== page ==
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oh dear: Hoon calls for compulsory voting

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    oh dear: Hoon calls for compulsory voting

    Hoon calls for compulsory voting

    Patrick Wintour, chief political correspondent
    Monday July 4, 2005
    The Guardian

    Voting should be compulsory in Britain as a way of ending political alienation, restoring community and addressing the dangerous issue of "serial non-voters", Geoff Hoon will say today.

    In a speech that is likely to prompt a widespread debate, the leader of the Commons will also support progress towards text voting in general elections.

    Mr Hoon is the first cabinet minister to back enforced attendance at the polling booth as the government continues to debate the causes of Britain's low turnout, especially among younger voters. He will stress he is expressing personal views and is aware some will attack him saying it is the fault of politicians if voters cannot be bothered to vote.

    He suggests non-voters should either be fined or alternatively voters should be given a small incentive such as a council tax discount for turing up at the polling booth.

    He argues that voters should be entitled to spoil their ballot paper, so long as they attend the polling station, or if voting becomes electronic at least register their decision not to vote.

    Mr Hoon is known to have support from other cabinet ministers including Peter Hain, as well as the former education minister Stephen Twigg, who lost his seat at the last election.

    Mr Hoon will argue that "international experience points to compulsory voting being the most effective way to increase turnout". It is "the most obvious way to bring those who feel alienated into the political process and the best means to enhance civic participation". It would also "bring back the sense that we can all work together".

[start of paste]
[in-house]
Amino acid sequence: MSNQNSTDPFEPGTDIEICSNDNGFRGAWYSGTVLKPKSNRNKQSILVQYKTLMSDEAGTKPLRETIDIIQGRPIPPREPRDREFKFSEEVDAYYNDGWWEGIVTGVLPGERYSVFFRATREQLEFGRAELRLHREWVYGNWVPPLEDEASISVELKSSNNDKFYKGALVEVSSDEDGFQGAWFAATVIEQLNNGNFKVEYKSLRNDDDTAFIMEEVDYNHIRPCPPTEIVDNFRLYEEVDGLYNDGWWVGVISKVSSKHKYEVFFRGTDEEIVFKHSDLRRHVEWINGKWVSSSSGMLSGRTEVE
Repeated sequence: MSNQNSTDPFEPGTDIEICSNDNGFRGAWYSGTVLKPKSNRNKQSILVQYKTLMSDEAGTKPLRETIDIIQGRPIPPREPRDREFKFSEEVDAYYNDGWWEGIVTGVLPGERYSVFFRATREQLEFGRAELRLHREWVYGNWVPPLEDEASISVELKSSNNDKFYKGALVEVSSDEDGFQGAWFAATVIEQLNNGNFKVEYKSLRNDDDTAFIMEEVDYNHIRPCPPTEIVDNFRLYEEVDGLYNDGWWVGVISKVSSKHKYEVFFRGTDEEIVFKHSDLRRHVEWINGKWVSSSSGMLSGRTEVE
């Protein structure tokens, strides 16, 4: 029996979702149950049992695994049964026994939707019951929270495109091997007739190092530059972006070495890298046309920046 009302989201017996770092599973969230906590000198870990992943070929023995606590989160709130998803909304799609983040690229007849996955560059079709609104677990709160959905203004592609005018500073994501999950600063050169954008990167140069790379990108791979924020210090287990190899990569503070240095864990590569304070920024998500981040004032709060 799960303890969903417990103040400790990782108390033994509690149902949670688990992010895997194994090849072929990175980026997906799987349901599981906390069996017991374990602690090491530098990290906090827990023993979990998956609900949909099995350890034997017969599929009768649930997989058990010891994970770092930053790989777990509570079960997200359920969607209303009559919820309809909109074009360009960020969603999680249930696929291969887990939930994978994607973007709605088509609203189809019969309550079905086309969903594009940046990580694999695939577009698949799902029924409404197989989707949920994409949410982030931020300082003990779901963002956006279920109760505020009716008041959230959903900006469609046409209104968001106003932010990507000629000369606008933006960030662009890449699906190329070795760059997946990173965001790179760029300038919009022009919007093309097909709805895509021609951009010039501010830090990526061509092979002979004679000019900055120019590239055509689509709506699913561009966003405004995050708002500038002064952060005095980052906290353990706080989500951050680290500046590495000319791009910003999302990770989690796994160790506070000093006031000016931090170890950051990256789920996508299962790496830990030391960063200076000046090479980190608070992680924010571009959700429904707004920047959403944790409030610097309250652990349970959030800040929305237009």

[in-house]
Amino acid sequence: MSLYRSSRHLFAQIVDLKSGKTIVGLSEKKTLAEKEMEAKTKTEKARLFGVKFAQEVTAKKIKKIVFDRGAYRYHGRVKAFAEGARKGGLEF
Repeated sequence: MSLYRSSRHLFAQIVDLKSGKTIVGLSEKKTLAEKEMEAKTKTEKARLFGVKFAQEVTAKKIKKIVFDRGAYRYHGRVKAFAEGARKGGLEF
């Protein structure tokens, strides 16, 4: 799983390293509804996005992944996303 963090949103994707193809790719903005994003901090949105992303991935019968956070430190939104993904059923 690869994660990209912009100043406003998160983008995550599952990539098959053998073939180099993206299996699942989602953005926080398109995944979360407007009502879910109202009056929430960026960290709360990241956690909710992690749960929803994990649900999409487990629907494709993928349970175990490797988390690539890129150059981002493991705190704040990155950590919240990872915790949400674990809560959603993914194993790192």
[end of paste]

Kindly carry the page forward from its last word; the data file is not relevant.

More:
Since becoming leader of the house, Mr Hoon has tried to prompt a debate about political alienation. He claims "any penalties should be modest and rather like the introduction of seatbelt legislation, would only require one or two cases to be brought to encourage everyone to participate".

    Turnout in the May general election was 61.5%, slightly up on the 59% figure in 2001, but down on the 78% turnout in 1992 and well below the turnouts, often over and above 75%, seen in the period after the second world war.

    Mr Hoon said: "My fear is that as the older, more regular voters die, we will be left with a significant number of people for whom voting is neither a habit, nor a duty.

    "The turnout in our general election was below the 77% turnout in Afghanistan and not much higher than the 58% turnout recently in Iraq - where men and women queued in their thousands - risking their lives in defiance of fanatical terrorists - to cast a vote for their future."

    Australia and Belgium have compulsory voting. Australians have been legally obliged to cast their vote since 1924 and are fined between A$20 and A$50 for failure to turn up.